The Single-Footing Horse

The Single-footing horse (also known as the Single-footer) originated in the southern United States. These horses have long been favored by ranchers and ranchwomen. However, their true origins are unknown. Read on to learn more about this equine. Here are a few facts and traits you should know about this breed. Here are the top three reasons you should love this breed!


The single-footed horse is a unique breed of light-bodied horses with a four-beat gait. They are often called Floating, Dish, or Lameness. These horses have similar conformation to the old-type Morgan, with the exception of color. Throughout their history, they have adapted to the varied terrain they find themselves in. Now, they are considered a sub-species of the Morgan breed.

The horse’s evolution began millions of years ago, when many species shared a common ancestor that had three toes. During the evolutionary process, many species of horses progressively lost their side toes and developed a single large hoof instead. As a result, only a single-footed species survives today. However, vestiges of toes can be found in the bones above the hooves.

The ancestry of horses can be traced back to 3.4-3.9 million years ago. Today, the horse is an indigenous species of North America. However, it was once a highly diversified family that spread throughout Eurasia. The ancestors of modern horses, like the zebra and asses, dispersed from North America to Eurasia two or three million years ago. The extinction of this species of horses was probably the result of several extinctions, as they were wiped out in North America and later migrated to Africa and Asia. The last known extinction of these species occurred approximately eleven thousand years ago. It is possible that more recent extinctions were caused by overhunting for food.

This animal is rare in North America and was often associated with the stenoid horses. This group evolved into caballoid horses between one million and five hundred thousand years ago, which eventually displaces the stenoid horse. Some of the caballoid horses originated in North America and migrated to Asia. Other subspecies, such as the E. niobrarensis, remained in the region.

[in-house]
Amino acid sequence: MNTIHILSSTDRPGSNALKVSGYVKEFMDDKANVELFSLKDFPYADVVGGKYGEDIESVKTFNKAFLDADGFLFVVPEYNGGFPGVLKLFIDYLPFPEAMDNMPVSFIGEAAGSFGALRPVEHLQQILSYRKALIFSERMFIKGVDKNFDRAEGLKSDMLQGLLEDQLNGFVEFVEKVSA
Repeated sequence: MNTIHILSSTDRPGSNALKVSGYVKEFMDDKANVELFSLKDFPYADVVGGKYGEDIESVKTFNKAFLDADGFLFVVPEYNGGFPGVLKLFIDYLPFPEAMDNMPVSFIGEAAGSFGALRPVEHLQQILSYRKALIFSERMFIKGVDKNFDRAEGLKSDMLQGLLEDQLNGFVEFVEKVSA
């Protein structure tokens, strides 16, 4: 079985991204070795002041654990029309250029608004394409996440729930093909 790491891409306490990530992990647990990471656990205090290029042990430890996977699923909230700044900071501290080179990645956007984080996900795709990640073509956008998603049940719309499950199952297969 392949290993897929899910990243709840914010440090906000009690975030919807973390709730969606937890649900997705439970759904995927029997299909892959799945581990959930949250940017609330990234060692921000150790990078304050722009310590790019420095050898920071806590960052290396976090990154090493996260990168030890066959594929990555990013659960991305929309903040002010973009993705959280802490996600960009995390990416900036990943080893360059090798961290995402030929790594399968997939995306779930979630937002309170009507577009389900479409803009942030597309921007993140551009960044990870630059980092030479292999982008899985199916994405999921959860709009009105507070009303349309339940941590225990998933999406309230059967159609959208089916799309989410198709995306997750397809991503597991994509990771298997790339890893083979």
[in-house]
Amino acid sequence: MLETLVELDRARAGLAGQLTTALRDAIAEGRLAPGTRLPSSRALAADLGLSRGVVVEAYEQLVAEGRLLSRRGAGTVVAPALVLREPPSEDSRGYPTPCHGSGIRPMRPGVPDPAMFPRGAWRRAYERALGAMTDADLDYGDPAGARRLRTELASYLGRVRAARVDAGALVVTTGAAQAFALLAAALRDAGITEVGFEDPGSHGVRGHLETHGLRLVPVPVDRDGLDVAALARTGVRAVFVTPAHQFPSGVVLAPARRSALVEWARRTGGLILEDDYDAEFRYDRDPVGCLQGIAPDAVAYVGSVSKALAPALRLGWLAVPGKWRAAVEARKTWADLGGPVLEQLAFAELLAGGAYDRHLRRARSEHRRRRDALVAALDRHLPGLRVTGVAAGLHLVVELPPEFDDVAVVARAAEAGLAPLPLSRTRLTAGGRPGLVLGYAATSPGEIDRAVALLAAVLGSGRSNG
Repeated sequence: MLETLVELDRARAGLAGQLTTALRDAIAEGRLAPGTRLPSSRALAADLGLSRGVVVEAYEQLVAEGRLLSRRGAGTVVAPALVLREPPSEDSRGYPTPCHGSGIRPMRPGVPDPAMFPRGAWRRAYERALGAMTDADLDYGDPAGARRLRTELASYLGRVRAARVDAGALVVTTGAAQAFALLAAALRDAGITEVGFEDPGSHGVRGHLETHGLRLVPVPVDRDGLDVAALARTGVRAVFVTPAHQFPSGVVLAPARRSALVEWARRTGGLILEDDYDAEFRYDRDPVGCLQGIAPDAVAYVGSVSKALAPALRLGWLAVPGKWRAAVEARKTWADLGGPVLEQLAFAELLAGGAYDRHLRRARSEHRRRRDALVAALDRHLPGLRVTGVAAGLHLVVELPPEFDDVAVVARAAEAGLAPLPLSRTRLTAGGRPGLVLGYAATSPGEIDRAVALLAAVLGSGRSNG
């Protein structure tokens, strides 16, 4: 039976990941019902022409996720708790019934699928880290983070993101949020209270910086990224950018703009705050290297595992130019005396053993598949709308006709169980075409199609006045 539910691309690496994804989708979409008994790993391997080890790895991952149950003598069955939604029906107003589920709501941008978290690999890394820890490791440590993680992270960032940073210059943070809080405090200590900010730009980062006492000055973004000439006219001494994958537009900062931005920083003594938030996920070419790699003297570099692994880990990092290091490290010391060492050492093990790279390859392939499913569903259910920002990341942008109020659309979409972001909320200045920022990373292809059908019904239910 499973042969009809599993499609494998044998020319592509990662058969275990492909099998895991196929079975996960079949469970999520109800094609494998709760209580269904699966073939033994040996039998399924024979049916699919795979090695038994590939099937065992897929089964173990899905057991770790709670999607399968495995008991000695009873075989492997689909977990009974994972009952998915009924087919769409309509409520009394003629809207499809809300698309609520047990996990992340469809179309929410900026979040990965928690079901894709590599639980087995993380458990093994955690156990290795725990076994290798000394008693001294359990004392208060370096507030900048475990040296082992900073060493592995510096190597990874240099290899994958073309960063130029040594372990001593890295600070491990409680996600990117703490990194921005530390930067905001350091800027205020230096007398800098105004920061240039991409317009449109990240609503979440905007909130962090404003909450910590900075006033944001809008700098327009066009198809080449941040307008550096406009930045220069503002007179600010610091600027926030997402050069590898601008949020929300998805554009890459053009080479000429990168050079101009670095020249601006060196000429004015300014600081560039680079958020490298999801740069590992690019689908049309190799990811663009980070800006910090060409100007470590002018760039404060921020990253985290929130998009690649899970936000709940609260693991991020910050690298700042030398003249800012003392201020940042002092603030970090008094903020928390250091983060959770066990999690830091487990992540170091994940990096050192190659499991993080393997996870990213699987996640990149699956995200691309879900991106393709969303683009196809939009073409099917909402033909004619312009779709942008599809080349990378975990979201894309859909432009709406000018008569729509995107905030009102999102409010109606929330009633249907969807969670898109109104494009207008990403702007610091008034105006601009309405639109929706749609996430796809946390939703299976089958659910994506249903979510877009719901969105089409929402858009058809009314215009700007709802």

The North American Single-Footing Horse Association was founded in 1991 by a group of trail riders and ranch owners. This association focuses on a single-footing gait that is intermediate in four beats and is close to even. Trail speed for a NASHA horse is approximately seven to nine mph. Racing single-foot speeds are typically over 20 mph. Although this is an incredibly high standard, NASHA horses come in many different colors, sizes, and patterns.

The Single-Footing Horse is an exceptionally beautiful breed that is easy to ride. They’re light and streamlined, and can reach speeds of 20 mph. This means that they are ideal for trail riding, and you’ll be able to reach a variety of speeds on your ride. Because these horses are so smooth and agile, you’ll have the advantage of riding the horse with confidence.

Originally, the Spanish horses were relatively small and slender, but their size has increased over time due to improvements in nutrition and selection among breeders. Most colonial Spanish horses are between 13 and 14 hands, though exceptional examples can reach 15 hands or more. Their height and weight vary based on the breed but most average horses weigh approximately seven hundred to eighty pounds. Their face is generally straight to concave, with a long, slender muzzle and a large, round nose.

Listed below are some of the most important characteristics of the North American Single-Footing Horse. While each individual horse is unique, the general characteristics that are most desirable for draft horses are generally consistent. They should be strong, serviceable, and have a natural, solid single-footing gait. These traits combine with a dependable temperament and athletic ability to create a versatile, reliable horse.


The characteristics of the North American Single-Footing Horse are very similar to those of the renowned Arabian. The single-footed gait is natural and smooth, and the horse moves with only one foot on the ground at any given time. It has an even timed four beat gait, and a broad speed range, ranging from walk to 20 mph. In addition, the horse exhibits good conformation and good legs.